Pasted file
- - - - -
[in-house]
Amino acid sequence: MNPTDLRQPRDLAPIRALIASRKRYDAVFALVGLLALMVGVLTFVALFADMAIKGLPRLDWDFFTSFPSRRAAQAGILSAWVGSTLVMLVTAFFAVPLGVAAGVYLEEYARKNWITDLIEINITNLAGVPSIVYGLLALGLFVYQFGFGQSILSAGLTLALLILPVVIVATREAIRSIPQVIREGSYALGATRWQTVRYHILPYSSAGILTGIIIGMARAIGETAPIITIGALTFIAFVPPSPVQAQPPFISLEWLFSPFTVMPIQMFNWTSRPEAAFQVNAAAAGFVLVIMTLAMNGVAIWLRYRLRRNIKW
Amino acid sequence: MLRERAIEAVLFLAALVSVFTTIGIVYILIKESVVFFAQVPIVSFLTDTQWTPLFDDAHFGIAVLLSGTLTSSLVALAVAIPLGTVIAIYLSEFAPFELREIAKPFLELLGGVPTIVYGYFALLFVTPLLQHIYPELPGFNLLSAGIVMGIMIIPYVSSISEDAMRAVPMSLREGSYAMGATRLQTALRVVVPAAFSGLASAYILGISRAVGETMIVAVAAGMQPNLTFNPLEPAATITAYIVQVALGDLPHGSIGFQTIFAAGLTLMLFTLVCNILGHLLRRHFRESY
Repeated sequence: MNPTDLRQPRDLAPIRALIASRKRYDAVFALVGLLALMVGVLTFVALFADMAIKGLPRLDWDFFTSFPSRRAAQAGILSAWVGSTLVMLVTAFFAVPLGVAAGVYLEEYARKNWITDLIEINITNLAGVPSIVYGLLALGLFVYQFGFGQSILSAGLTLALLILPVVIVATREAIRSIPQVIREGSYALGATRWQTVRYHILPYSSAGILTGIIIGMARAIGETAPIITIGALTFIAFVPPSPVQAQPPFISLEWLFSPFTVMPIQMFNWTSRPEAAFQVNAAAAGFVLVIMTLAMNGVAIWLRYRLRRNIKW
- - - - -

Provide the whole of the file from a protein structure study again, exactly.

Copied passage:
[in-house]
Amino acid sequence: MNPTDLRQPRDLAPIRALIASRKRYDAVFALVGLLALMVGVLTFVALFADMAIKGLPRLDWDFFTSFPSRRAAQAGILSAWVGSTLVMLVTAFFAVPLGVAAGVYLEEYARKNWITDLIEINITNLAGVPSIVYGLLALGLFVYQFGFGQSILSAGLTLALLILPVVIVATREAIRSIPQVIREGSYALGATRWQTVRYHILPYSSAGILTGIIIGMARAIGETAPIITIGALTFIAFVPPSPVQAQPPFISLEWLFSPFTVMPIQMFNWTSRPEAAFQVNAAAAGFVLVIMTLAMNGVAIWLRYRLRRNIKW
Amino acid sequence: MLRERAIEAVLFLAALVSVFTTIGIVYILIKESVVFFAQVPIVSFLTDTQWTPLFDDAHFGIAVLLSGTLTSSLVALAVAIPLGTVIAIYLSEFAPFELREIAKPFLELLGGVPTIVYGYFALLFVTPLLQHIYPELPGFNLLSAGIVMGIMIIPYVSSISEDAMRAVPMSLREGSYAMGATRLQTALRVVVPAAFSGLASAYILGISRAVGETMIVAVAAGMQPNLTFNPLEPAATITAYIVQVALGDLPHGSIGFQTIFAAGLTLMLFTLVCNILGHLLRRHFRESY
Repeated sequence: MNPTDLRQPRDLAPIRALIASRKRYDAVFALVGLLALMVGVLTFVALFADMAIKGLPRLDWDFFTSFPSRRAAQAGILSAWVGSTLVMLVTAFFAVPLGVAAGVYLEEYARKNWITDLIEINITNLAGVPSIVYGLLALGLFVYQFGFGQSILSAGLTLALLILPVVIVATREAIRSIPQVIREGSYALGATRWQTVRYHILPYSSAGILTGIIIGMARAIGETAPIITIGALTFIAFVPPSPVQAQPPFISLEWLFSPFTVMPIQMFNWTSRPEAAFQVNAAAAGFVLVIMTLAMNGVAIWLRYRLRRNIKW